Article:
February 27th, 2009
01:46 PM GMT
Should Sir Fred, the former CEO of RBS, voluntarily return part of his million dollar pension?
Sir Fred was granted a £16 million pension pot as part of an agreement to leave the bank last year. This generates a pension worth in excess of $1 million a year. But RBS is now majority owned by the British Government, and on Thursday declared the largest corporate loss in UK history.
The Prime Minister, Gordon Brown wants to claw some of that money back. There are icy letters between Sir Fred and the government minister Lord Myners setting out their "You agreed to it" and "Oh no I didnt" argument.
Legally? The money is probably Sir Fred's to keep. He can't be blamed if government and bank foolishly didn't read the small print, allowing him to fill his boots with cash. Morally? Ahhhh, now we enter a different world.
Sir Fred agreed to take a smaller payoff when he left RBS because it was the right thing to do – he called it a gesture. And now he says he has made enough "gestures." He is keeping his pension "entitlement."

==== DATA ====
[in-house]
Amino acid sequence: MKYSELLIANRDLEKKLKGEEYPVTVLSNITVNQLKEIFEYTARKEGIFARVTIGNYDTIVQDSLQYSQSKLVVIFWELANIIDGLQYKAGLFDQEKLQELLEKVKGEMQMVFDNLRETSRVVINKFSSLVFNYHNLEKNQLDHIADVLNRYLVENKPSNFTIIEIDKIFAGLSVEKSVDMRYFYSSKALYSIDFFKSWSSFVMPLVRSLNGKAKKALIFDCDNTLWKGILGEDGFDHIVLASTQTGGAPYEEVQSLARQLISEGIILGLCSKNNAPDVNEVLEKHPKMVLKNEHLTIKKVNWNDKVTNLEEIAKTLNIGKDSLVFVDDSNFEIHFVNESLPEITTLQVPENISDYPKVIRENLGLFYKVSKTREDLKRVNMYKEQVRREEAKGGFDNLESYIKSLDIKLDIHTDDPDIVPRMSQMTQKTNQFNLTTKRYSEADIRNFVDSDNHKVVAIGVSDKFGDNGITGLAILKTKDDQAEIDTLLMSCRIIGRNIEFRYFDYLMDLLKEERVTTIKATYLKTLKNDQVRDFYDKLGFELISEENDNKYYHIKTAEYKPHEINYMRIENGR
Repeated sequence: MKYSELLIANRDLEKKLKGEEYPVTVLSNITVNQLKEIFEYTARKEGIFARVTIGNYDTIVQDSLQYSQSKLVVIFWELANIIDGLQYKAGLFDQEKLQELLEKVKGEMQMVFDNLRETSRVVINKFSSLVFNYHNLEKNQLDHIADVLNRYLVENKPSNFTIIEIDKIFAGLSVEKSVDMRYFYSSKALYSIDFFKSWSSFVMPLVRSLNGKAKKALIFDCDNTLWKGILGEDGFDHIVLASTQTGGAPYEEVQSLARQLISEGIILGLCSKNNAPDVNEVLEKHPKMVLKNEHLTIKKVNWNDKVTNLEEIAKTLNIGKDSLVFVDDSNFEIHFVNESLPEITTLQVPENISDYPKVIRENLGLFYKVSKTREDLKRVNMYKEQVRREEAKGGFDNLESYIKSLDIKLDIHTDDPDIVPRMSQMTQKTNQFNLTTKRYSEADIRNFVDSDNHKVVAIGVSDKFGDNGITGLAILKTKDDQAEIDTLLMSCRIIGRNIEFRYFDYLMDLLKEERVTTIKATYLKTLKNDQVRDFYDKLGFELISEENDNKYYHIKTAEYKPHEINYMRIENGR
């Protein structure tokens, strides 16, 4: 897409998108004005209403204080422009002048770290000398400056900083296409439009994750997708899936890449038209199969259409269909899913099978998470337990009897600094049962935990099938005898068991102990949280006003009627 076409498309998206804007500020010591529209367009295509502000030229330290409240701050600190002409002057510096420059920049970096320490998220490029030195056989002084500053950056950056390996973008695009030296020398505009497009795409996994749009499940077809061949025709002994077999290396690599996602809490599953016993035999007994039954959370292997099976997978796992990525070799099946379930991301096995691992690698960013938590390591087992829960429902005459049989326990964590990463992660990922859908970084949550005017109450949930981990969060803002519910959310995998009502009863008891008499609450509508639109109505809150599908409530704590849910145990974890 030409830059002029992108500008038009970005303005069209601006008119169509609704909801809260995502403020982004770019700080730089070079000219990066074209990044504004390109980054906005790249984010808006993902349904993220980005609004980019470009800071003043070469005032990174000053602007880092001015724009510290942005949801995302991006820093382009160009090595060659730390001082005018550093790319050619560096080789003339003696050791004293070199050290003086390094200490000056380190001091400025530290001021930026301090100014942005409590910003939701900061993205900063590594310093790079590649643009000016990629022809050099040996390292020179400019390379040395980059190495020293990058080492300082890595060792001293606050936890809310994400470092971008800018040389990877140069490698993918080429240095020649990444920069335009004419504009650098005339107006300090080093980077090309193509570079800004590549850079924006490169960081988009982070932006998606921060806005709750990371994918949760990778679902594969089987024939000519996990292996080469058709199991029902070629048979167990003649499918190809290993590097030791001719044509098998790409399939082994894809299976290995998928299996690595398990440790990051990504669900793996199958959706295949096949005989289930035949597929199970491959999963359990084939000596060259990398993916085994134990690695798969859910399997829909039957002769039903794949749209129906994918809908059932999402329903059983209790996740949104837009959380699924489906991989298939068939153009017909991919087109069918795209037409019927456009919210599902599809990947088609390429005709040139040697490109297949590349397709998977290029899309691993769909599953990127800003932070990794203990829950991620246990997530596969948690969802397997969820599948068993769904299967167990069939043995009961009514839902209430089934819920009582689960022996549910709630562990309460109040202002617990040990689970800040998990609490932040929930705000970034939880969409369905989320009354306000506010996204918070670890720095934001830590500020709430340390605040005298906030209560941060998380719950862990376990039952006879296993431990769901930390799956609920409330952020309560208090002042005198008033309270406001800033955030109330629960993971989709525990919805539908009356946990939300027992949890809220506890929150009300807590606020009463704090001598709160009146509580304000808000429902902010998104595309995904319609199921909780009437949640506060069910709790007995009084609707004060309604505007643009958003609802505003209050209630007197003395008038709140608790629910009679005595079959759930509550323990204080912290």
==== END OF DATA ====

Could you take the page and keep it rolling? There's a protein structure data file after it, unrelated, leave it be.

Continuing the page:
Lord Myners puts his view bluntly: "I hope that on reflection you will now share my clear view that the losses reported today by the bank which you ran until October cannot justify such a huge award."
So there you have it. "We want the money back" shrieks one side. "You aint getting it" shouts the other.
Let me go out on a limb here – if I were Sir Fred, would I give the money back? If I honestly believed the government knew about the pension, and had agreed to it? I will forever be known as one of the worst bankers in the world. My place in financial history is unfortunately secured. So why not just take the money ... I can live in luxury whatever people maybe saying.
What would you do?
From around the web
About Business 360
CNN International's business anchors and correspondents get to grips with the issues affecting world business, and they want your questions and feedback.